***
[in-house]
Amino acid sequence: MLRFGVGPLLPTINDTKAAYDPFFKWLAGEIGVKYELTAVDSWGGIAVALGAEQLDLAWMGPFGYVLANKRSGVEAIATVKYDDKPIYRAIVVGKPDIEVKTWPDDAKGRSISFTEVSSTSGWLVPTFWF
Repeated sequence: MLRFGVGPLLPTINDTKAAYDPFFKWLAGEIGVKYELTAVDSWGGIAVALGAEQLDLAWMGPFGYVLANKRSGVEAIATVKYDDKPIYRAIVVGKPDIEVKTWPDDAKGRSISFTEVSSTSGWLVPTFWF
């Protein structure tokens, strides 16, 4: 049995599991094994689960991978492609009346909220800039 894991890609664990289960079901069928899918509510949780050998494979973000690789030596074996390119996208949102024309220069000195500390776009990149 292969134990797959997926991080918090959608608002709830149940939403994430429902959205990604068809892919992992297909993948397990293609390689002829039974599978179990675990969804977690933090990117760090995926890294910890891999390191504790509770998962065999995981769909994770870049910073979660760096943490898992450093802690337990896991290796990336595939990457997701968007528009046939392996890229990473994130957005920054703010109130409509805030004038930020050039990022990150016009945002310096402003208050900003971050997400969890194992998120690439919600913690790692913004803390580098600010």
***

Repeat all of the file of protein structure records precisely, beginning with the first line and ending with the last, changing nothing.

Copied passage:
[in-house]
Amino acid sequence: MLRFGVGPLLPTINDTKAAYDPFFKWLAGEIGVKYELTAVDSWGGIAVALGAEQLDLAWMGPFGYVLANKRSGVEAIATVKYDDKPIYRAIVVGKPDIEVKTWPDDAKGRSISFTEVSSTSGWLVPTFWF
Repeated sequence: MLRFGVGPLLPTINDTKAAYDPFFKWLAGEIGVKYELTAVDSWGGIAVALGAEQLDLAWMGPFGYVLANKRSGVEAIATVKYDDKPIYRAIVVGKPDIEVKTWPDDAKGRSISFTEVSSTSGWLVPTFWF
């Protein structure tokens, strides 16, 4: 049995599991094994689960991978492609009346909220800039 894991890609664990289960079901069928899918509510949780050998494979973000690789030596074996390119996208949102024309220069000195500390776009990149 292969134990797959997926991080918090959608608002709830149940939403994430429902959205990604068809892919992992297909993948397990293609390689002829039974599978179990675990969804977690933090990117760090995926890294910890891999390191504790509770998962065999995981769909994770870049910073979660760096943490898992450093802690337990896991290796990336595939990457997701968007528009046939392996890229990473994130957005920054703010109130409509805030004038930020050039990022990150016009945002310096402003208050900003971050997400969890194992998120690439919600913690790692913004803390580098600010």